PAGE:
beloved’s hand, there would have been no imitating
it for such a length. Her delicate and even mind
is seen in the very cut of her letters. Miss
Howe’s hand is no bad one, but it is not so equal
and regular. That little devil’s natural
impatience hurrying on her fingers, gave, I suppose,
from the beginning, her handwriting, as well as the
rest of her, its fits and starts, and those peculiarities,
which, like strong muscular lines in a face, neither
the pen, nor the pencil, can miss.
Hast thou a mind tot see what it was
I permitted Miss Howe to write to her lovely friend?
Why then, read it here, so extracted from her’s
of Wednesday last, with a few additions of my own.
The additions underscored.
MY DEAREST FRIEND,
You will perhaps think that I have
been too long silent. But I had begun two letters
at different times since my last, and written a great
deal each time; and with spirit enough I assure you;
incensed as I was against the abominable wretch you
are with; particularly on reading your’s of the
21st of the past month.
The first I intended to keep
open till I could give you some account of my proceedings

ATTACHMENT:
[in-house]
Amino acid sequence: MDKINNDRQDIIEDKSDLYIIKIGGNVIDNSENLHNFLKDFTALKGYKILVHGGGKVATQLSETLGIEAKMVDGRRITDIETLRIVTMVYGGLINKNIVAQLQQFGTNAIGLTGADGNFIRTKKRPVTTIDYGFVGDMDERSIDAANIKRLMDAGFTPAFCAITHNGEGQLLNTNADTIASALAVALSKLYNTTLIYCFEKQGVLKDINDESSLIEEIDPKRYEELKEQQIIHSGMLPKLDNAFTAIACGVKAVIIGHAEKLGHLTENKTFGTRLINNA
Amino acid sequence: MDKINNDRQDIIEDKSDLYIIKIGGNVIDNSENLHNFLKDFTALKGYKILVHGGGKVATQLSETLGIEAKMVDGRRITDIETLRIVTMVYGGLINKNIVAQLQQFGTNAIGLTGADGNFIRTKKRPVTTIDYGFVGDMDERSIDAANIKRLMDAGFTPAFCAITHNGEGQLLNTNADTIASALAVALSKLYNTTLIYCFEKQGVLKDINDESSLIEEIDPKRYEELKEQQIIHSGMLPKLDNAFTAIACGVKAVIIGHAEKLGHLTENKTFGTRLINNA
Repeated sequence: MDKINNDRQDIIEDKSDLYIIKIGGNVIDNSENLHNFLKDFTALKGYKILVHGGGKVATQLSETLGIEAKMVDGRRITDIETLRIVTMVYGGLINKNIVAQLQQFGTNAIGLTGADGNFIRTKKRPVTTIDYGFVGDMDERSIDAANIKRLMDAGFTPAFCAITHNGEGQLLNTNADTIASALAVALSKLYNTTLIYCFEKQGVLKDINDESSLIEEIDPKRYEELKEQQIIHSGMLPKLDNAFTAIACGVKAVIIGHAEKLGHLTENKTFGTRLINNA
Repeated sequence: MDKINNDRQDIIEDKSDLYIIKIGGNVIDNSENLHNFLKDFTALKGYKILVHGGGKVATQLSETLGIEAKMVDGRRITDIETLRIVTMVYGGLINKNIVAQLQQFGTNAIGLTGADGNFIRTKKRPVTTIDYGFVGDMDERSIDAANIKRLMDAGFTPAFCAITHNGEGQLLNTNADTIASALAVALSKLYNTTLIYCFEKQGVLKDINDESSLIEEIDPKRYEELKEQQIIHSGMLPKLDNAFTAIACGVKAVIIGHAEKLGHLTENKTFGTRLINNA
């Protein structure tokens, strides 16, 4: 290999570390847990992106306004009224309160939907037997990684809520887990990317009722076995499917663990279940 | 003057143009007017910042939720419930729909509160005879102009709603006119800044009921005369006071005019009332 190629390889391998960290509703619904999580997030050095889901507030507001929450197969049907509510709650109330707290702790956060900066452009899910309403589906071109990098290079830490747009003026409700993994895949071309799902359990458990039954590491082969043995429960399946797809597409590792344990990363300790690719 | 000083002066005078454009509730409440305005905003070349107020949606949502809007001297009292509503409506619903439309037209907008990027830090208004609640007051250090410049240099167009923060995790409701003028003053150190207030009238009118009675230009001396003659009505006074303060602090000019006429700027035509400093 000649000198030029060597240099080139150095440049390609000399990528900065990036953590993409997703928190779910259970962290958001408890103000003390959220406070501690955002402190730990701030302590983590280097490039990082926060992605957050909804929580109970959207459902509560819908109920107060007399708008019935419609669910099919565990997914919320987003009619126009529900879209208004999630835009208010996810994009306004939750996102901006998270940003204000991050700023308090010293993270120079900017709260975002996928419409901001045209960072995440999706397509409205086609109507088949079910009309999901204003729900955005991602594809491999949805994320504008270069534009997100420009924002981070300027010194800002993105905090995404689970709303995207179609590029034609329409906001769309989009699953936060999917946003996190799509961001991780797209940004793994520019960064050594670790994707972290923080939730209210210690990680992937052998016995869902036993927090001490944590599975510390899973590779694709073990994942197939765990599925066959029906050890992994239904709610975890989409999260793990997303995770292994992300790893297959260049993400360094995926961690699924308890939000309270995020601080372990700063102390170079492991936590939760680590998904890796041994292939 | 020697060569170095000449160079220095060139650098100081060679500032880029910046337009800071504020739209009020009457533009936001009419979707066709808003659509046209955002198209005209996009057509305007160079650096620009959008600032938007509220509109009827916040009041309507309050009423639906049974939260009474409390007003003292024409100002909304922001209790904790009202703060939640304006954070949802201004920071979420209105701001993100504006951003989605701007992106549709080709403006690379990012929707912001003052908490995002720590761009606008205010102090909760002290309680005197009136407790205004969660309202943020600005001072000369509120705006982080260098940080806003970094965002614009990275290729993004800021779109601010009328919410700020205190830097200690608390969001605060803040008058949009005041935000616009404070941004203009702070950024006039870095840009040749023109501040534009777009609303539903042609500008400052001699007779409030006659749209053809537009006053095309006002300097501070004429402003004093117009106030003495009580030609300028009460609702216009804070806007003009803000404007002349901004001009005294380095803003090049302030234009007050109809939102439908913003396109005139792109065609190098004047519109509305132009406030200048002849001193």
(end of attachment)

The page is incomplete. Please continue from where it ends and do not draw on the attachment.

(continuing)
with Mrs. Townsend. It was some days before I
saw her: and this intervenient space giving me
time to reperuse what I had written, I thought it
proper to lay that aside, and to write in a style a
little less fervent; for you would have blamed me,
I knew, for the freedom of some of my expressions,
(exécrations, if you please.) And when I had
gone a good way in the second, and change your
prospects, on his communicating to you Miss Montague’s
letter, and his better behaviour, occasioning a change
in your mind, I laid that aside also. And in
this uncertainty thought I would wait to see the issue
of affairs between you before I wrote again; believing
that all would soon be decided one way or other.
[Here I was forced to break off.
I am too little my own mistress: My mother
is always up and down and watching as if
I were writing to a fellow. What need I (she
asks me,) lock myself in, if I am only reading past
correspondencies? For that is my pretence, when
she comes poking in with her face sharpened to an
edge, as I may say, by a curiosity that gives her